The codecision procedure has grown in importance and scope since its inception in 1992. At first characterised by inter-institutional mistrust, the codecision procedure today is used to settle quick political agreements informally between the Parliament and the Council. This new negotiation culture means closer cooperation between the Parliament and the Council, but presents serious challenges for the Commission.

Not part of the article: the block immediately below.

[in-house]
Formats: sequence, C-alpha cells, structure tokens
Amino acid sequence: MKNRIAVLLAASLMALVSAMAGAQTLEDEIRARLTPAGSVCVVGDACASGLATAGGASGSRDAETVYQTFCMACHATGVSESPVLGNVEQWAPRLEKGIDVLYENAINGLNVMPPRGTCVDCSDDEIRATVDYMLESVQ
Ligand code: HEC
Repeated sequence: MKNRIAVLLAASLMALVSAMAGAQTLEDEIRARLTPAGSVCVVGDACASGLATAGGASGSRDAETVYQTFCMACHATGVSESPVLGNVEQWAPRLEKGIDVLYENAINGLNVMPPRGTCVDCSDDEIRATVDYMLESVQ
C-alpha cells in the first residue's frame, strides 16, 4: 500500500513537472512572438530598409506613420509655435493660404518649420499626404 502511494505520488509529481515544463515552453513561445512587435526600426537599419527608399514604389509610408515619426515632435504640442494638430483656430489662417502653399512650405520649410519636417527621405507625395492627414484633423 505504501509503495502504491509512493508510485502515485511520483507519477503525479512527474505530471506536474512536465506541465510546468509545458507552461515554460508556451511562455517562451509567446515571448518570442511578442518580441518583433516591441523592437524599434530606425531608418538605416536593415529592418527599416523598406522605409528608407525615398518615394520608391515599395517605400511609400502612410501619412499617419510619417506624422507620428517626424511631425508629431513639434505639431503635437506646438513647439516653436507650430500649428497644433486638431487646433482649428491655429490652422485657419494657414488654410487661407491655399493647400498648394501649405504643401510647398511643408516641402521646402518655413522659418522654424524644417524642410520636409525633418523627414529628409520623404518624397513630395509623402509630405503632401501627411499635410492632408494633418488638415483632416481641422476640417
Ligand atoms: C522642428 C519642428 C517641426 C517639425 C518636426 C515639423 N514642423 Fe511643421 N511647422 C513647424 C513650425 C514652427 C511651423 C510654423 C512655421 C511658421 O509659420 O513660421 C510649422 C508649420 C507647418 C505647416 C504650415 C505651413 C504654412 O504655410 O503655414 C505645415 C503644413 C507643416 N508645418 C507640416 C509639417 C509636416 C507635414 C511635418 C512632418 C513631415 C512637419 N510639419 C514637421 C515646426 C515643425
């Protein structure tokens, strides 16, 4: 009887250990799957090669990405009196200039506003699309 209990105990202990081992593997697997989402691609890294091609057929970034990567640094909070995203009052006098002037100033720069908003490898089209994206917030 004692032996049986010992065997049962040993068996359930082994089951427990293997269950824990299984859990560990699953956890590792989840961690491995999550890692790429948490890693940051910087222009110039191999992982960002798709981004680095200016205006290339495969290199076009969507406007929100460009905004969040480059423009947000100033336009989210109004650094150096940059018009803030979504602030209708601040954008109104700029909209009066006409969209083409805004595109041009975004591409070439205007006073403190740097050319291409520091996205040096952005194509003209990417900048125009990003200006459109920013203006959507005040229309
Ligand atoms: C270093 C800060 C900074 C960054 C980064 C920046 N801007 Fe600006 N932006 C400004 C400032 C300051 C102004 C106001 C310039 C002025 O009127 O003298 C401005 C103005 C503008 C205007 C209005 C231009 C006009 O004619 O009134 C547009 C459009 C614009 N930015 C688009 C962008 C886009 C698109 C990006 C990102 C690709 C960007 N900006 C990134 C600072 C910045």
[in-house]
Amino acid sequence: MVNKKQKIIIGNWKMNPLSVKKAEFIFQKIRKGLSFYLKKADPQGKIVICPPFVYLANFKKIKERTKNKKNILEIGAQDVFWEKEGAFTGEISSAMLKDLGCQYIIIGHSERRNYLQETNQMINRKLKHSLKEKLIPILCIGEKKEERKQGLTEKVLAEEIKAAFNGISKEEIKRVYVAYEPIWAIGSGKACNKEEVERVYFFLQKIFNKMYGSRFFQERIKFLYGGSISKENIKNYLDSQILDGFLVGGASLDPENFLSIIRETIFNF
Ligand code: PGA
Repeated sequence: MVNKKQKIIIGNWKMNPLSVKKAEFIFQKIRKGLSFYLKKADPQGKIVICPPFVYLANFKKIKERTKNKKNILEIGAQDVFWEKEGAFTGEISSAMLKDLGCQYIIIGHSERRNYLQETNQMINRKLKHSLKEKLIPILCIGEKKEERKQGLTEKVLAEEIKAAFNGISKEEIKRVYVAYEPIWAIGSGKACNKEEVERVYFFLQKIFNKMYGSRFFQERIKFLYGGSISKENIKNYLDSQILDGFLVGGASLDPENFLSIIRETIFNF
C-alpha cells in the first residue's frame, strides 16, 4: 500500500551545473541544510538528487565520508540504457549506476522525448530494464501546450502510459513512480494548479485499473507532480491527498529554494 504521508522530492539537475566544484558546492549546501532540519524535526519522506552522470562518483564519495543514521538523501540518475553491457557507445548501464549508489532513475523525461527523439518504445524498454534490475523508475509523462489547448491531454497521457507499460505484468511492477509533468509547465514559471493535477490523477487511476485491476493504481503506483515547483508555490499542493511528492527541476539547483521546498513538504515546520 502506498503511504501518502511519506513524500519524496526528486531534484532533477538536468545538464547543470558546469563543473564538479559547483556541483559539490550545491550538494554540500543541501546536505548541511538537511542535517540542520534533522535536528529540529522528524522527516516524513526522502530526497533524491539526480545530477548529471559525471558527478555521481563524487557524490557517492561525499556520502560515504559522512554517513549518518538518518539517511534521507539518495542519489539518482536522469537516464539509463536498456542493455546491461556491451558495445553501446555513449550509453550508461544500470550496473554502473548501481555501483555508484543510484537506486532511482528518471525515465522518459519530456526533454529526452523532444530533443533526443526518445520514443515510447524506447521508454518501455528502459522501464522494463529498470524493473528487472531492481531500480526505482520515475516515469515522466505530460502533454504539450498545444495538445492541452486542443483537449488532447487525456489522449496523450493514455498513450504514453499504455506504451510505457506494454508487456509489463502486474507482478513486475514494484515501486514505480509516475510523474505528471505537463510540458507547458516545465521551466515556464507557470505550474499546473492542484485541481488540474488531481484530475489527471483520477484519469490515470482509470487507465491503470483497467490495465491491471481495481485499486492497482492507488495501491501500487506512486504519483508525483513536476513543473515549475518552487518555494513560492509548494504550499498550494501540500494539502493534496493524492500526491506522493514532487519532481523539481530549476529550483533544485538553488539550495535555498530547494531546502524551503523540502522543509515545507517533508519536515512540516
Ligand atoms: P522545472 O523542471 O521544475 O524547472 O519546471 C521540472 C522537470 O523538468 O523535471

This paper argues that the Commission’s problems are due to its internal organisation being split in two – there is: 1) a highly political ‘top’ level including the Commissioners, their cabinets and the Secretariat General, and 2) a less political ‘bottom’ level with more technically-minded civil servants. The Commission therefore needs to think and act more politically to avoid being marginalised within the codecision procedure.